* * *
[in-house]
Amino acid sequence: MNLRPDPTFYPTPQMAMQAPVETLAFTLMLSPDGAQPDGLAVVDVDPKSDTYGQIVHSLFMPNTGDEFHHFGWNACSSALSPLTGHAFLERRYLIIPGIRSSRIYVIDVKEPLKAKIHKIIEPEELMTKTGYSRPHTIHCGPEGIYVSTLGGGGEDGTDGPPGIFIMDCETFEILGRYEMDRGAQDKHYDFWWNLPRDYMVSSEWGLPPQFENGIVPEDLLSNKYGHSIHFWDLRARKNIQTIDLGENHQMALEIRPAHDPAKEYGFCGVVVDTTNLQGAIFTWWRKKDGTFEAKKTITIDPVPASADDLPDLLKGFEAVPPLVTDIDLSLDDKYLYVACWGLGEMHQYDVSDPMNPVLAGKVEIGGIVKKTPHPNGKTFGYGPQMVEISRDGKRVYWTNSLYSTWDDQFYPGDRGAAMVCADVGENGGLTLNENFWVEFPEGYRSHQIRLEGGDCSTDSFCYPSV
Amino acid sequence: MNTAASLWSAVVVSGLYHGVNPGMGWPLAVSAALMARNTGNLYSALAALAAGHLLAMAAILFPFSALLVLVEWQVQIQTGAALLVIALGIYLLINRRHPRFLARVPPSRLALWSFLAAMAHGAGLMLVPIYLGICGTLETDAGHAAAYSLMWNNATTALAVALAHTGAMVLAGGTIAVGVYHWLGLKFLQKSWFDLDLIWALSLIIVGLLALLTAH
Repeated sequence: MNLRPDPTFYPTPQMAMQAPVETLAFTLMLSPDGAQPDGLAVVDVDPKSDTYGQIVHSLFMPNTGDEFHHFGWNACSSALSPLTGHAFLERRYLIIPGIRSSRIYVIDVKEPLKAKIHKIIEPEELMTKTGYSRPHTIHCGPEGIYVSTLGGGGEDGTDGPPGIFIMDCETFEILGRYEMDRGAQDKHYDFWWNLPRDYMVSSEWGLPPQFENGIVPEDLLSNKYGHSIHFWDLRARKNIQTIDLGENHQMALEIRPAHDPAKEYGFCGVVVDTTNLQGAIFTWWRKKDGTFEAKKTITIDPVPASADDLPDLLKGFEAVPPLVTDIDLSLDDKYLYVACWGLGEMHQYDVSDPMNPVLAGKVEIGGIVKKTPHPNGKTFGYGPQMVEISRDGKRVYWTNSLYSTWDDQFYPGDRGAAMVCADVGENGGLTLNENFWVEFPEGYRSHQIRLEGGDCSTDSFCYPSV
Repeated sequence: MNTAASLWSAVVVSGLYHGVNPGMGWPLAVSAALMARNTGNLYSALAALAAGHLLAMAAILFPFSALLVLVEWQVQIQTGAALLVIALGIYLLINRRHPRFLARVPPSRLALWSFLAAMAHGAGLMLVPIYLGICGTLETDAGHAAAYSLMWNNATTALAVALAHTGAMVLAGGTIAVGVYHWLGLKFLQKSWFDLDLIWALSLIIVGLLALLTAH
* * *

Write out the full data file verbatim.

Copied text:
[in-house]
Amino acid sequence: MNLRPDPTFYPTPQMAMQAPVETLAFTLMLSPDGAQPDGLAVVDVDPKSDTYGQIVHSLFMPNTGDEFHHFGWNACSSALSPLTGHAFLERRYLIIPGIRSSRIYVIDVKEPLKAKIHKIIEPEELMTKTGYSRPHTIHCGPEGIYVSTLGGGGEDGTDGPPGIFIMDCETFEILGRYEMDRGAQDKHYDFWWNLPRDYMVSSEWGLPPQFENGIVPEDLLSNKYGHSIHFWDLRARKNIQTIDLGENHQMALEIRPAHDPAKEYGFCGVVVDTTNLQGAIFTWWRKKDGTFEAKKTITIDPVPASADDLPDLLKGFEAVPPLVTDIDLSLDDKYLYVACWGLGEMHQYDVSDPMNPVLAGKVEIGGIVKKTPHPNGKTFGYGPQMVEISRDGKRVYWTNSLYSTWDDQFYPGDRGAAMVCADVGENGGLTLNENFWVEFPEGYRSHQIRLEGGDCSTDSFCYPSV
Amino acid sequence: MNTAASLWSAVVVSGLYHGVNPGMGWPLAVSAALMARNTGNLYSALAALAAGHLLAMAAILFPFSALLVLVEWQVQIQTGAALLVIALGIYLLINRRHPRFLARVPPSRLALWSFLAAMAHGAGLMLVPIYLGICGTLETDAGHAAAYSLMWNNATTALAVALAHTGAMVLAGGTIAVGVYHWLGLKFLQKSWFDLDLIWALSLIIVGLLALLTAH
Repeated sequence: MNLRPDPTFYPTPQMAMQAPVETLAFTLMLSPDGAQPDGLAVVDVDPKSDTYGQIVHSLFMPNTGDEFHHFGWNACSSALSPLTGHAFLERRYLIIPGIRSSRIYVIDVKEPLKAKIHKIIEPEELMTKTGYSRPHTIHCGPEGIYVSTLGGGGEDGTDGPPGIFIMDCETFEILGRYEMDRGAQDKHYDFWWNLPRDYMVSSEWGLPPQFENGIVPEDLLSNKYGHSIHFWDLRARKNIQTIDLGENHQMALEIRPAHDPAKEYGFCGVVVDTTNLQGAIFTWWRKKDGTFEAKKTITIDPVPASADDLPDLLKGFEAVPPLVTDIDLSLDDKYLYVACWGLGEMHQYDVSDPMNPVLAGKVEIGGIVKKTPHPNGKTFGYGPQMVEISRDGKRVYWTNSLYSTWDDQFYPGDRGAAMVCADVGENGGLTLNENFWVEFPEGYRSHQIRLEGGDCSTDSFCYPSV
Repeated sequence: MNTAASLWSAVVVSGLYHGVNPGMGWPLAVSAALMARNTGNLYSALAALAAGHLLAMAAILFPFSALLVLVEWQVQIQTGAALLVIALGIYLLINRRHPRFLARVPPSRLALWSFLAAMAHGAGLMLVPIYLGICGTLETDAGHAAAYSLMWNNATTALAVALAHTGAMVLAGGTIAVGVYHWLGLKFLQKSWFDLDLIWALSLIIVGLLALLTAH